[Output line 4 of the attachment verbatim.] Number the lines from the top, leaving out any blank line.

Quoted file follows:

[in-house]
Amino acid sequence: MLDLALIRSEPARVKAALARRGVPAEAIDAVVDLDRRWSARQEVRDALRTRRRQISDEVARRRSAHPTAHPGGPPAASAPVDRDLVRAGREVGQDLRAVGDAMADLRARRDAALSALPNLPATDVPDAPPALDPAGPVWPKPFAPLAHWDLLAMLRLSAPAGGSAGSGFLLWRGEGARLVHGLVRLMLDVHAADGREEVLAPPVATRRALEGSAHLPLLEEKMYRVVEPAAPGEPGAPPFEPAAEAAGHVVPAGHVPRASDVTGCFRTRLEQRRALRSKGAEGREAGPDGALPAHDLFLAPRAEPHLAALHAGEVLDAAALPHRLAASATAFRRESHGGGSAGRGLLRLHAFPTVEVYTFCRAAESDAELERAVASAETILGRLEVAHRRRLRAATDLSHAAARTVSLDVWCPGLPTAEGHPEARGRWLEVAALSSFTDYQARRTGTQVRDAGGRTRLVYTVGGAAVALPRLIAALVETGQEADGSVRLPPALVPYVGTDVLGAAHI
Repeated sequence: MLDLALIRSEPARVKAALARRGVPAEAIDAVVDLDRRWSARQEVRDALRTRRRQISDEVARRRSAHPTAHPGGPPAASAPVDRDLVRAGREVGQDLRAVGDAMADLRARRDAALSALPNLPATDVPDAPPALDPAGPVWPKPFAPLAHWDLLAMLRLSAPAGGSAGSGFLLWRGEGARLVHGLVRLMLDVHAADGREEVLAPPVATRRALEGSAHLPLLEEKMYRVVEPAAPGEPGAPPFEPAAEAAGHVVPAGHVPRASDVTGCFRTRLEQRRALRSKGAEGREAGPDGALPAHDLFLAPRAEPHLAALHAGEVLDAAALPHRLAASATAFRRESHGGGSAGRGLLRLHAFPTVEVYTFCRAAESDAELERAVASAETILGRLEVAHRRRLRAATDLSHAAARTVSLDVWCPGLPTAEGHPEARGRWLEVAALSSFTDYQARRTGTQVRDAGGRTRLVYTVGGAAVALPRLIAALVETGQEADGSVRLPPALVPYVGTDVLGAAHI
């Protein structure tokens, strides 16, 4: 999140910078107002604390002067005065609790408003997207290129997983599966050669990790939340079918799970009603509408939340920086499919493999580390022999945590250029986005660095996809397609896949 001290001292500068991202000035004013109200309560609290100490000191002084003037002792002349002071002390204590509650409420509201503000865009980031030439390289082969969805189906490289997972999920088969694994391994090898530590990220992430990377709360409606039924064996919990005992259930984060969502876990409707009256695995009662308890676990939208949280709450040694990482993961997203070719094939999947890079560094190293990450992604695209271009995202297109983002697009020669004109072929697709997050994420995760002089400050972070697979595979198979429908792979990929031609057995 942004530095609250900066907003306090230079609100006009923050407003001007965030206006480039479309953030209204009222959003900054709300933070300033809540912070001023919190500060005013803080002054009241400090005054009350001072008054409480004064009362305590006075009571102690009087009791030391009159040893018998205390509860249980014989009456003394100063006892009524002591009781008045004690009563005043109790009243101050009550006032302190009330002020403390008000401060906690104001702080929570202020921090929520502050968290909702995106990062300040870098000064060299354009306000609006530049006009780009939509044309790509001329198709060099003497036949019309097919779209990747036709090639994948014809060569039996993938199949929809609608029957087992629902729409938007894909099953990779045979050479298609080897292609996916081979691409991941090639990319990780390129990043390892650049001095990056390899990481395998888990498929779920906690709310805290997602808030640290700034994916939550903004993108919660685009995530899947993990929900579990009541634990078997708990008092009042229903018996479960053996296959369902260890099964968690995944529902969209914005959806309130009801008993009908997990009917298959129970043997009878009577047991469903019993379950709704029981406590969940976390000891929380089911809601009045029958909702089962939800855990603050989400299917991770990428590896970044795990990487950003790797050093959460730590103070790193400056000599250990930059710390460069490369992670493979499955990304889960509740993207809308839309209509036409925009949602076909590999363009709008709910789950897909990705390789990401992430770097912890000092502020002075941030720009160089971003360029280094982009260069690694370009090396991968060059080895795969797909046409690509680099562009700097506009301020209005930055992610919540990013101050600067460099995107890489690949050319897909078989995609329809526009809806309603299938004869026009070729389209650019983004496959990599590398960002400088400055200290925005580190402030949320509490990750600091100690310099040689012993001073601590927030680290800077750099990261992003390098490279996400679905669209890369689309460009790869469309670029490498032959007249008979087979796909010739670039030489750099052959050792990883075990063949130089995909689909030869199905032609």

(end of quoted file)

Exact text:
């Protein structure tokens, strides 16, 4: 999140910078107002604390002067005065609790408003997207290129997983599966050669990790939340079918799970009603509408939340920086499919493999580390022999945590250029986005660095996809397609896949 001290001292500068991202000035004013109200309560609290100490000191002084003037002792002349002071002390204590509650409420509201503000865009980031030439390289082969969805189906490289997972999920088969694994391994090898530590990220992430990377709360409606039924064996919990005992259930984060969502876990409707009256695995009662308890676990939208949280709450040694990482993961997203070719094939999947890079560094190293990450992604695209271009995202297109983002697009020669004109072929697709997050994420995760002089400050972070697979595979198979429908792979990929031609057995 942004530095609250900066907003306090230079609100006009923050407003001007965030206006480039479309953030209204009222959003900054709300933070300033809540912070001023919190500060005013803080002054009241400090005054009350001072008054409480004064009362305590006075009571102690009087009791030391009159040893018998205390509860249980014989009456003394100063006892009524002591009781008045004690009563005043109790009243101050009550006032302190009330002020403390008000401060906690104001702080929570202020921090929520502050968290909702995106990062300040870098000064060299354009306000609006530049006009780009939509044309790509001329198709060099003497036949019309097919779209990747036709090639994948014809060569039996993938199949929809609608029957087992629902729409938007894909099953990779045979050479298609080897292609996916081979691409991941090639990319990780390129990043390892650049001095990056390899990481395998888990498929779920906690709310805290997602808030640290700034994916939550903004993108919660685009995530899947993990929900579990009541634990078997708990008092009042229903018996479960053996296959369902260890099964968690995944529902969209914005959806309130009801008993009908997990009917298959129970043997009878009577047991469903019993379950709704029981406590969940976390000891929380089911809601009045029958909702089962939800855990603050989400299917991770990428590896970044795990990487950003790797050093959460730590103070790193400056000599250990930059710390460069490369992670493979499955990304889960509740993207809308839309209509036409925009949602076909590999363009709008709910789950897909990705390789990401992430770097912890000092502020002075941030720009160089971003360029280094982009260069690694370009090396991968060059080895795969797909046409690509680099562009700097506009301020209005930055992610919540990013101050600067460099995107890489690949050319897909078989995609329809526009809806309603299938004869026009070729389209650019983004496959990599590398960002400088400055200290925005580190402030949320509490990750600091100690310099040689012993001073601590927030680290800077750099990261992003390098490279996400679905669209890369689309460009790869469309670029490498032959007249008979087979796909010739670039030489750099052959050792990883075990063949130089995909689909030869199905032609």